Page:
Curfew meet off to bad start

The deputy prime minister has received the thumbs down for his curfew idea after a development agency and Yala's leaders said they would rather residents looked after their own affairs.

  • Published: 15/02/2013 at 12:31 AM
  • Newspaper section: topstories

The Southern Border Provinces Administration Centre (SBPAC) and Yala's local leaders Thursday came out against the government's plan to impose a curfew to curb insurgent violence in the deep South. SBPAC secretary-general Thawee Sodsong met Yala's local leaders Thursday to gauge their opinions about the proposed curfew.

The curfew was proposed by Deputy Prime Minister Chalerm Yubamrung last week.

Mr Chalerm will chair a meeting of state agencies Friday to discuss whether to announce the curfew in violence-prone areas of the far South.

Pol Col Thawee said the SBPAC wants to empower local leaders to take care of the safety and well-being of their communities. Although outsiders may view the deep South as a dangerous place, locals consider the area to be safe, he said.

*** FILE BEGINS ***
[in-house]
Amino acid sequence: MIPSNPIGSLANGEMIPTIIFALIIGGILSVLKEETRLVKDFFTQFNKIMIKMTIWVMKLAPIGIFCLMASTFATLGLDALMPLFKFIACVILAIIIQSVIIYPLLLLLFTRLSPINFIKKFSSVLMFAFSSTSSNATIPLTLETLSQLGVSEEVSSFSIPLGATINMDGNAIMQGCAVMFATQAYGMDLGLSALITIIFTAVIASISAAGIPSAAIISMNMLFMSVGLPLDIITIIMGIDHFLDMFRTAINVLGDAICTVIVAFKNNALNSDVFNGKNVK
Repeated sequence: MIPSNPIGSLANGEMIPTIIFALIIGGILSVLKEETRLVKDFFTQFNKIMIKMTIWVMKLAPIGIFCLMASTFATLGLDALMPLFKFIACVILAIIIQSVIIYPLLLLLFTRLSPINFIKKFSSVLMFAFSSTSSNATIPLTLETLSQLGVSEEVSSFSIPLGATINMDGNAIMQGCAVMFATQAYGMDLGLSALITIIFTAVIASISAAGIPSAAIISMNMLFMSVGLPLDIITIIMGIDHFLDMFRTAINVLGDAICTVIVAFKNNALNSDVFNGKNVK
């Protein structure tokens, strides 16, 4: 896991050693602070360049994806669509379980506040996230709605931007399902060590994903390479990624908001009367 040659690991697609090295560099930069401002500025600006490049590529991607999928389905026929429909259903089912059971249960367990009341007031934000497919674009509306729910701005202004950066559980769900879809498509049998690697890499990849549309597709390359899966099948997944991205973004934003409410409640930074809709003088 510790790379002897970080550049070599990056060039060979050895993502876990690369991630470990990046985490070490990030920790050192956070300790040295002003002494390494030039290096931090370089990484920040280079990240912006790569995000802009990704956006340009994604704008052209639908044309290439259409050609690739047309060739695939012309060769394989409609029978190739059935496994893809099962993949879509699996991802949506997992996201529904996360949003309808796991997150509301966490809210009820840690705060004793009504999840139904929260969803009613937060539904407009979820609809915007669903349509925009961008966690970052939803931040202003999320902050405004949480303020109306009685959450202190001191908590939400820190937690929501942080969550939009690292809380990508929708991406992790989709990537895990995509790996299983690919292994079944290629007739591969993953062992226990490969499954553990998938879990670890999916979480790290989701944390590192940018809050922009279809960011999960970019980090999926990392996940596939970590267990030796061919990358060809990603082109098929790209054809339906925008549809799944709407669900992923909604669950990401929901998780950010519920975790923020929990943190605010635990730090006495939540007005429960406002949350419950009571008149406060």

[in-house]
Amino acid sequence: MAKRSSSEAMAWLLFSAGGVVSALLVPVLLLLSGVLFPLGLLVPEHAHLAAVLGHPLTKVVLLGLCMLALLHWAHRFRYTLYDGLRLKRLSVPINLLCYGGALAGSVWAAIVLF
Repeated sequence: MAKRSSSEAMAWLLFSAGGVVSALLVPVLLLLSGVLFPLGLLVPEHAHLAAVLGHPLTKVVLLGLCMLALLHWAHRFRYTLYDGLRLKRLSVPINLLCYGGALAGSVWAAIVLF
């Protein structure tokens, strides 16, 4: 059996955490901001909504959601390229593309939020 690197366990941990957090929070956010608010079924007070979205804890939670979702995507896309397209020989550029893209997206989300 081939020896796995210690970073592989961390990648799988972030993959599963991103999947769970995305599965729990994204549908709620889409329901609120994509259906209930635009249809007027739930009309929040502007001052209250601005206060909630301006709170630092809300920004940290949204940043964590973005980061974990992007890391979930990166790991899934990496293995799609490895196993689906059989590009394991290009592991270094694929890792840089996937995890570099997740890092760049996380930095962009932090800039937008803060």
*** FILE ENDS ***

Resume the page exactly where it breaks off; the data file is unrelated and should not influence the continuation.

Pol Col Thawee said he opposes the curfew as locals always know their area's problems better than outsiders.

The government should listen to feedback from the locals.

Religious leaders in Yala's Krong Pinang district, where the curfew is expected to be implemented, said most residents disagree with the measure.

The curfew would prevent them from tapping rubber, performing religious practices and studying, the leaders said.

The government should come to the area to get first-hand information about the situation before making any moves, they said, adding that imposing a curfew may stir up further violence.

Very few attacks have taken place in Krong Pinang since the unrest flared up in 2004, which showed residents can take care of themselves, they added.

The Advisory Council for Peace-Building in the Southern Border Provinces said Thursday the government should seek out local opinion in the far South before imposing any special laws that will affect the people of the region.

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Writer: Thanarak Khoonton & Abdulloh Benjakat

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